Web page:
For other known SNPs, the annealing step for the variants tested was 20 s. Annealing temperatures were: 55° C., for HTR2A His452Tyr; 54° C. for COMT Val158Met; and 59° C. for DRD2-141 Ins/Del. For screening unknown SNPs, the annealing step was performed at 60° C. for 20 s.

PCR amplicons used for SNP screening by DMA were based on exon sequences of the NMDA receptor nucleic acid (NR1, Genbank accession Z32773) and both exon and intron sequences from the acetylcholine receptor nucleic acid (AChR) α-subunit (Genbank accession X02502). The primer sequences used to amplify these sequences were:

HTR2A:
Forward: 5′-AGATGCCAAGACAACAGATA-3′ (SEQ ID NO: 15)
Reverse: 5′-ATTCACTCCGTCGCTATT-3′ (SEQ ID NO: 16)
COMT:
Forward: 5′-CTCATCACCATCGAGATCAA-3′ (SEQ ID NO: 17)
Reverse: 5′-CCAGGTCTGACAACGGGTCA-3′ (SEQ ID NO: 18)
DRD2:
Forward: 5′-GTGTGGGTGGGAGCGCAGTG-3′ (SEQ ID NO: 19)
Reverse: 5′-CCCCACCAAAGGAGCTGTA-3′ (SEQ ID NO: 20)
NR1:
Forward: 5′-CTAACACTCTTGCTCACACC-3′ (SEQ ID NO: 21)
Reverse: 5′-ATCCTGTGTGGAGTGTGTAG-3′ (SEQ ID NO: 22)
AChR:
Forward: 5′-GCCCTGGTCCACACAAG-3′ (SEQ ID NO: 23)
Reverse: 5′-TGGTCTCATCAAAGAAGCAA-3′ (SEQ ID NO: 24)

Following PCR amplification, each product was purified using either the Qiagen (Santa Clarita, Calif.) kit for PCR, or gel extraction. The purified product was then denatured at 95° C. for 4 min and re-annealed by slowly cooling to 60° C. over a period of 30 min in order to permit the formation of a mixture of homoduplex and heteroduplex molecules in the DNA amplified from heterozygous subjects.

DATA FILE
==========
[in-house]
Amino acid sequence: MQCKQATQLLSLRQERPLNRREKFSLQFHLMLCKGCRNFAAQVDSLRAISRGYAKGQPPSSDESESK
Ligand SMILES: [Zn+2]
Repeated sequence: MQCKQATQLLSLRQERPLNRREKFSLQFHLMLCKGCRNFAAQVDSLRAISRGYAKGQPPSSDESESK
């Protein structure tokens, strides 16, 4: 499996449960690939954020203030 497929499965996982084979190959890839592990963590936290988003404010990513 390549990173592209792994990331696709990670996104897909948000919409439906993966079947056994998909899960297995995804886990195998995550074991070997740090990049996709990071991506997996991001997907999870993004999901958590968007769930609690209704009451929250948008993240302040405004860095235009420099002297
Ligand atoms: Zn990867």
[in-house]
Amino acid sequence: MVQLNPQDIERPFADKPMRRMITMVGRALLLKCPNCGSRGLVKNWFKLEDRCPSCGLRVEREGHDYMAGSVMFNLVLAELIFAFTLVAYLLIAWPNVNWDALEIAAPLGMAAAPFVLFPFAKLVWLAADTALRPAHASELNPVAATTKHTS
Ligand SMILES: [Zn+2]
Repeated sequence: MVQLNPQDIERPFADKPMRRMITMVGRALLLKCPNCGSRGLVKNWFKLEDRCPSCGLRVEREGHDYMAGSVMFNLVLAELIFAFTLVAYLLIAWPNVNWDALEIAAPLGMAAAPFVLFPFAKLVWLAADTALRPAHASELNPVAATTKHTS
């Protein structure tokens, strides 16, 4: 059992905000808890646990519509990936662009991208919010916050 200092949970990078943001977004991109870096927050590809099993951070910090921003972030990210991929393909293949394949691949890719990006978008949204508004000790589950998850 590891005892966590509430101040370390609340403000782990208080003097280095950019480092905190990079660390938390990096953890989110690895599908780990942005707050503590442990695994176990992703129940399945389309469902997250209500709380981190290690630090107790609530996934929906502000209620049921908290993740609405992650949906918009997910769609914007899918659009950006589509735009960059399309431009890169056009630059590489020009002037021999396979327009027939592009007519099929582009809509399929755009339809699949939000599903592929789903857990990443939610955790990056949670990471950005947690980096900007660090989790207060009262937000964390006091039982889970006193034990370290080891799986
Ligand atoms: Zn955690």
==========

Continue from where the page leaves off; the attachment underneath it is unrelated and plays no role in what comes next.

SYBR Fluorescence Detection of DNA Melting.

SYBR Green I (SYBR) dye used for DMA, is a proprietary dye specific for double-strand nucleic acids and was obtained from Molecular Probes (Eugene, Oreg.). Both the structure and concentration of SYBR dye are proprietary, and SYBR dye is reported to bind to the minor groove of dsDNA (Molecular Probes Manual, Eugene, Oreg.). The optimal excitation and emission spectra of SYBR dye are centered at 492 nm and 513 nm, respectively. SYBR dye is supplied as a 10,000× concentrate by the manufacturer (Molecular Probes, Eugene, Oreg.) with no molar concentration values or formula weights being supplied.